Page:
Salt Lake City, Utah
June 23, 2018
June 23, 2018
July 27, 2018
This complete Evidence-based Practice paper describes the effectiveness of hands-on multidisciplinary projects on the retention and graduation rates of engineering majors in a public comprehensive university.
Motivation: The US national trend shows that undergraduate students in engineering majors have lower retention rates and take a longer time to graduate compared to other majors.
Background: Some institutions admit students as undeclared majors. These students declare their major either in the sophomore or junior year. However, at other institutions, majority of the students declare their majors during their admission in freshman year. Until the new “undeclared engineering” major was introduced in 2010, engineering and computer science (ECS) students at this university where the study was performed, were generally admitted with a declared engineering major. The inter-major and out-of-major transfers were high as many students were not familiar with the curricular details of the chosen majors. Moreover, majority of the admitted students, at present, are required to complete at least two semesters of calculus and a semester of physics courses before they start the first course in their engineering major. Records show that many students change their major at this stage even prior to taking their first engineering course, which increases the attrition rate.
Methods: The “undeclared engineering” major was introduced in 2010 to help students declare the major of their interest within their first year. Along with the addition of this major, a hands-on project based “Introduction to Engineering” course was introduced. The course is team taught by faculty from four different engineering disciplines. They introduce the students to simple but challenging hands-on projects representing the four disciplines. Students get the opportunity to work collaboratively in these projects. The course is designed to include two important high impact practices – a) collaborative assignments and projects, and b) first year experiences. The college tracks the progress of these cohort students to assess the effectiveness of the course in student success, specifically in increasing retention rate and reducing time to graduation.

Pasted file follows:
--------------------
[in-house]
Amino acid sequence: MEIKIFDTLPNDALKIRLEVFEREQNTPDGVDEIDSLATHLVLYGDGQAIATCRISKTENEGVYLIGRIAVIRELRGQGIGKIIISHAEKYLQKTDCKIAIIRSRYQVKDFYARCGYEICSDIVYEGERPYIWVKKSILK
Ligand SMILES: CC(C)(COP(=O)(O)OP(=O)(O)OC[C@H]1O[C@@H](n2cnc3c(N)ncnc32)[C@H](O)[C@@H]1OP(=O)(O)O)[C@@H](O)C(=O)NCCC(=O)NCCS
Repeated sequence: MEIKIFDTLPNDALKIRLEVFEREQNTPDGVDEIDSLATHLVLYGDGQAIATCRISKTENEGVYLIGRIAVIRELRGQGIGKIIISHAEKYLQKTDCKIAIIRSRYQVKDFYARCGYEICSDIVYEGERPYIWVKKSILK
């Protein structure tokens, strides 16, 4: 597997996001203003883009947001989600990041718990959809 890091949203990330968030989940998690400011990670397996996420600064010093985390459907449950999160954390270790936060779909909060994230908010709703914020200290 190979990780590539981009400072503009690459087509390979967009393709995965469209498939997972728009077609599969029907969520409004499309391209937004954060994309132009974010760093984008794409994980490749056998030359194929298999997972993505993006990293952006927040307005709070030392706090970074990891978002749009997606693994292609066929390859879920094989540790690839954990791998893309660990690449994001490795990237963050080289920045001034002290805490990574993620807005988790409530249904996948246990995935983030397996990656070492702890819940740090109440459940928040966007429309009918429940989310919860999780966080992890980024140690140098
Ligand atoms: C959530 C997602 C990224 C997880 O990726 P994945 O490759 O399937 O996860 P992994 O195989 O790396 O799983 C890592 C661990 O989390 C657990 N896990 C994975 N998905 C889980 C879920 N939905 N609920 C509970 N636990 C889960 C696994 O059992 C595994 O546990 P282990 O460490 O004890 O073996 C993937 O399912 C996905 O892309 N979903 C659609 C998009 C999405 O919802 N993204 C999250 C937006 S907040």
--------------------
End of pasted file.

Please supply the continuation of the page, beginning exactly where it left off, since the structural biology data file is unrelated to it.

Results: Out of the 34,462 undergraduate students enrolled in Fall 2016 at the university where this study is conducted, 10.8% were in ECS majors. The campus-wide 1st, 2nd, and 3rd year retention rates for the students from 2010 were 84.9%, 78.2%, and 75%, respectively. However, those rates for students with ECS majors were significantly low. The campus-wide 4, 5, and 6 year-graduation rate for the cohort admitted in Fall 2010 was 17.6% and 48.8%, and 62.3%, respectively, whereas those rates for students with ECS majors were significantly low. The data shows that with the launching of the hands-on project based introduction to engineering course, retention rates and four to six year graduation rates of ECS majors have noticeably increased. The student-self assessment survey results show that the course, specifically the hands-on projects, helped the students to declare the major within their first year and develop their academic course plan. This paper includes the systematic analysis of institutional as well as student self-assessment data, pertinent to the academic success of undergraduate engineering students who completed the hands-on project based introduction to engineering course, for a period of 6 years.
Tiwari, B., & Nair, P., & Barua, S. (2018, June), Effectiveness of Freshman Level Multi-disciplinary Hands-on Projects in Increasing Student Retention Rate and Reducing Graduation Time for Engineering Students in a Public Comprehensive University Paper presented at 2018 ASEE Annual Conference & Exposition , Salt Lake City, Utah. https://peer.asee.org/30360
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